I have walked into countless churches, theaters and other venues, and seen about every type of lighting console in just about any situation. Little consoles, big consoles, software based consoles and even desks with analog control!
I’ve been surprised when I’ve seen fader-less PC consoles in good sized theaters, and massive, expensive big lighting consoles controlling relatively small rigs in other venues.
You just never know what you’re going to find, and the diversity of reasons can be very interesting.
Software-based lighting controllers are a really good way to save money, and work great for smaller lighting rigs and installed venues.
They are different from traditional lighting consoles in that they need a computer to run, usually a PC, and they don’t come with a control surface by default. Instead they have an output “widget”, that typically runs off of USB to provide DMX out.
The plus side of this is that they are also typically cheaper, and can be the “little brother” of the big flagship consoles- which is helpful if you already know the big console.
Below, I want to highlight and separate 2 different types of software lighting consoles, and help you to determine what is best for you.
Software-Only Lighting Console
The first type of software lighting console is the simple, software only lighting console. This is a lighting console that is written just for the PC version, and doesn’t have a flagship desk that it is modeled after. Some desks like this are ShowXpress, DMXIS, and D-Pro.
The really big positives of this type of controller are cost and simplicity.
They typically have either a cheap or no-cost software, and an output widget that is in the under $500 range. They are also very easy to program and run, which is great for the simplest church and venue setups.
I recently ran a church show on the Lumidesk software and it was really easy for the simple show I was programming. It was perfect for this church, where the sound guy brings up the lighting scene each Sunday morning and it doesn’t change during the service.
Now, the limitations of this console are also something to consider. You may not have all the features you want if you’re used to, or considering a moving light console.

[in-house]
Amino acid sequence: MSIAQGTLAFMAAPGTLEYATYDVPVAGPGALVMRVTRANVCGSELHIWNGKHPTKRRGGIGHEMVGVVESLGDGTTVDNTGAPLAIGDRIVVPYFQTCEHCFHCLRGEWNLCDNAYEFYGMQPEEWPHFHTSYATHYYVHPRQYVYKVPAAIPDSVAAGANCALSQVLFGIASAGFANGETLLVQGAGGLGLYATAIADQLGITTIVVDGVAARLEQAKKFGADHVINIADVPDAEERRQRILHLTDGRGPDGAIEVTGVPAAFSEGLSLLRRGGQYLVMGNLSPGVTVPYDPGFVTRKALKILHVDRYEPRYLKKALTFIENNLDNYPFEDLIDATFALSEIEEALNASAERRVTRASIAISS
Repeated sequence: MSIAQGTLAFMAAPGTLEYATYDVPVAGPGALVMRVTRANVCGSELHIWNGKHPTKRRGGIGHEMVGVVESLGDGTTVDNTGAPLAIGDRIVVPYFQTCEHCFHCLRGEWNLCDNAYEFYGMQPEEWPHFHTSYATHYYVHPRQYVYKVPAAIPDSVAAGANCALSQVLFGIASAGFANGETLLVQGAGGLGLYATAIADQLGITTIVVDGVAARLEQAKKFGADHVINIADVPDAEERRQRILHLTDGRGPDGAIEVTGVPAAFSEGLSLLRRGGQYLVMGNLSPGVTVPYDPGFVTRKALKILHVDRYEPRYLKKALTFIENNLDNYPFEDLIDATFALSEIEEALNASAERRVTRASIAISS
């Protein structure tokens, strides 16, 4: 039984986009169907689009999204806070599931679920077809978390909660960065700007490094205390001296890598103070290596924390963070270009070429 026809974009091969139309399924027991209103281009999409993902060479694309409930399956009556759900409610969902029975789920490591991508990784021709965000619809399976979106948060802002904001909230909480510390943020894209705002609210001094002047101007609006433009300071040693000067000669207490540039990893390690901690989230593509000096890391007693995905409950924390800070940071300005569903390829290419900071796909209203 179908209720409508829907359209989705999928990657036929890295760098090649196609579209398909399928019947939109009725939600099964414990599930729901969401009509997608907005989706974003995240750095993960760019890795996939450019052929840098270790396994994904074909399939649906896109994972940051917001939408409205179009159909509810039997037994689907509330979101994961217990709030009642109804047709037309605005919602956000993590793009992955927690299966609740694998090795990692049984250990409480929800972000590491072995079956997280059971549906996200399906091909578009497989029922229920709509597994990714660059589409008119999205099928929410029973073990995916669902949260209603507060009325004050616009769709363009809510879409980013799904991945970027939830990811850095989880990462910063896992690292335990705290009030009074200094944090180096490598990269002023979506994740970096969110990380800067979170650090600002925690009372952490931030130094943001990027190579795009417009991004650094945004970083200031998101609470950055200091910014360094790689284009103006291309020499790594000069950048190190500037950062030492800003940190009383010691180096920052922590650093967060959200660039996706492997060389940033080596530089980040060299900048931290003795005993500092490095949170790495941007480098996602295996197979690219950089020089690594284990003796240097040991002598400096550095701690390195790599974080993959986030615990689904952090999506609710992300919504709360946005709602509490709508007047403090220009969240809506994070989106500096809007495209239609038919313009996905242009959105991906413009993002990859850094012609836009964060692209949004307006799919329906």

For example, I missed having a programmer screen with a blind mode when I wanted to make changes during my show. It didn’t seem to have groups or pallets, so the size of shows might be limited.
You also won’t have a control surface and maybe not even a touch screen. This may not be a problem if what you’re doing isn’t complicated or isn’t going to change much once it is programmed- just some things to keep in mind.
If your show is a little complicated, you may be able to work in a touch screen for only a few hundred dollars, and that may give you the functionality you need. The best way to figure out a given lighting software will work for you is to check out the website and download the software. Work with it by patching in your lighting rig virtually and seeing if it can do what you want it to do.
You’ll quickly find out if it will work for you, or if you need other features. Thankfully, many software-based controllers allow you to connect a MIDI keyboard of synth controller to give you some physical buttons – which can greatly amplify the amount of “show” you can program as well as speed up programming!
“Little Brother” Consoles
The next type of lighting console is the “little brother” consoles. These are the lighting consoles that are a PC version of the flagship consoles that run much larger shows. Some examples of these are the Hog PC, Jands Vista, and MAonPC. These PC versions are also typically free downloads, with a paid widget to output DMX.
The really big positives of using a PC version of a big console is the flexibility. When you are first installing your lighting system and programming, you can bring in the big console from a production company and program much faster, then load it into your PC system and playback really complex looks that weren’t laborious to program.
If you have large events where you bring in a lot of extra rental gear, you can also rent a console and do the opposite- quickly loading your show into the big console and being able to program right away!
For example: A coworker of mine had to light a show that involved programming a basic look and a cool moving light and LED look to go along with a song. And then the client wanted to take the show on the road without the LD.
This was a perfect opportunity to use a PC based “little brother” console. He programmed the show, loaded it onto the PC once the client was happy, and send them galavanting across the country doing the show.
The 2 big downsides to the little brother PC console is the cost and speed of programming. It’s not as cheap as some other PC based consoles, and it is slower to program than a full console. But as I often say- make sure you demo the options for yourself to find the right product for your situation.
For many installed venues, a software based lighting console is a great choice for lighting control. Because so many types exist, you can choose the console that is best for your needs and price range.